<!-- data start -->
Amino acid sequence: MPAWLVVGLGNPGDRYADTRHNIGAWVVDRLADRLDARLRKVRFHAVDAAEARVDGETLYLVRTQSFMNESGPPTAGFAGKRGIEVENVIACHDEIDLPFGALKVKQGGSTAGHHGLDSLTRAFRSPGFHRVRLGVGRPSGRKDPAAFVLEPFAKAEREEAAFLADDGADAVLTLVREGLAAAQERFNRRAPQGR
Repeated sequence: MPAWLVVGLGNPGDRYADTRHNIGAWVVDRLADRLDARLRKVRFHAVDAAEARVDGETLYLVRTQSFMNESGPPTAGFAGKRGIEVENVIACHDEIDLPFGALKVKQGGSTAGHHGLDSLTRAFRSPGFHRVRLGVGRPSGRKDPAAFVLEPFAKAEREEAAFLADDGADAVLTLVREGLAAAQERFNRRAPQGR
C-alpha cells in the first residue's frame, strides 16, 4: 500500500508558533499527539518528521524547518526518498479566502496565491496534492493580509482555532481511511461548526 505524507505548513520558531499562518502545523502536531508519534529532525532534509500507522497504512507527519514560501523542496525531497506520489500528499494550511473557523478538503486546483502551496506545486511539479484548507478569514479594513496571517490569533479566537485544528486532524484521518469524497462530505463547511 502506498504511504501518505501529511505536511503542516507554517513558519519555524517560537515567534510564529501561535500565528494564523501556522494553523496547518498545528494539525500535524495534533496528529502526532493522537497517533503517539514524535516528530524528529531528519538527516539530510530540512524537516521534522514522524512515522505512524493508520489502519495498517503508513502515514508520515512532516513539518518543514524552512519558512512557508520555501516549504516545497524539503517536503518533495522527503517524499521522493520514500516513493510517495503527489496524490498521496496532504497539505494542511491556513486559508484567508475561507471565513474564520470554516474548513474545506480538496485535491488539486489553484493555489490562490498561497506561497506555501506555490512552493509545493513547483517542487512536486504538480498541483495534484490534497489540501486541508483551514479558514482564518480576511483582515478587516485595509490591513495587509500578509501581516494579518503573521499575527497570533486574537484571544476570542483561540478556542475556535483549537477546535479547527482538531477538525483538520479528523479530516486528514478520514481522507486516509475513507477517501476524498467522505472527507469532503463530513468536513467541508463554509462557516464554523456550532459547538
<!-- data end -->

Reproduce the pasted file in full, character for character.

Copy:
Amino acid sequence: MPAWLVVGLGNPGDRYADTRHNIGAWVVDRLADRLDARLRKVRFHAVDAAEARVDGETLYLVRTQSFMNESGPPTAGFAGKRGIEVENVIACHDEIDLPFGALKVKQGGSTAGHHGLDSLTRAFRSPGFHRVRLGVGRPSGRKDPAAFVLEPFAKAEREEAAFLADDGADAVLTLVREGLAAAQERFNRRAPQGR
Repeated sequence: MPAWLVVGLGNPGDRYADTRHNIGAWVVDRLADRLDARLRKVRFHAVDAAEARVDGETLYLVRTQSFMNESGPPTAGFAGKRGIEVENVIACHDEIDLPFGALKVKQGGSTAGHHGLDSLTRAFRSPGFHRVRLGVGRPSGRKDPAAFVLEPFAKAEREEAAFLADDGADAVLTLVREGLAAAQERFNRRAPQGR
C-alpha cells in the first residue's frame, strides 16, 4: 500500500508558533499527539518528521524547518526518498479566502496565491496534492493580509482555532481511511461548526 505524507505548513520558531499562518502545523502536531508519534529532525532534509500507522497504512507527519514560501523542496525531497506520489500528499494550511473557523478538503486546483502551496506545486511539479484548507478569514479594513496571517490569533479566537485544528486532524484521518469524497462530505463547511 502506498504511504501518505501529511505536511503542516507554517513558519519555524517560537515567534510564529501561535500565528494564523501556522494553523496547518498545528494539525500535524495534533496528529502526532493522537497517533503517539514524535516528530524528529531528519538527516539530510530540512524537516521534522514522524512515522505512524493508520489502519495498517503508513502515514508520515512532516513539518518543514524552512519558512512557508520555501516549504516545497524539503517536503518533495522527503517524499521522493520514500516513493510517495503527489496524490498521496496532504497539505494542511491556513486559508484567508475561507471565513474564520470554516474548513474545506480538496485535491488539486489553484493555489490562490498561497506561497506555501506555490512552493509545493513547483517542487512536486504538480498541483495534484490534497489540501486541508483551514479558514482564518480576511483582515478587516485595509490591513495587509500578509501581516494579518503573521499575527497570533486574537484571544476570542483561540478556542475556535483549537477546535479547527482538531477538525483538520479528523479530516486528514478520514481522507486516509475513507477517501476524498467522505472527507469532503463530513468536513467541508463554509462557516464554523456550532459547538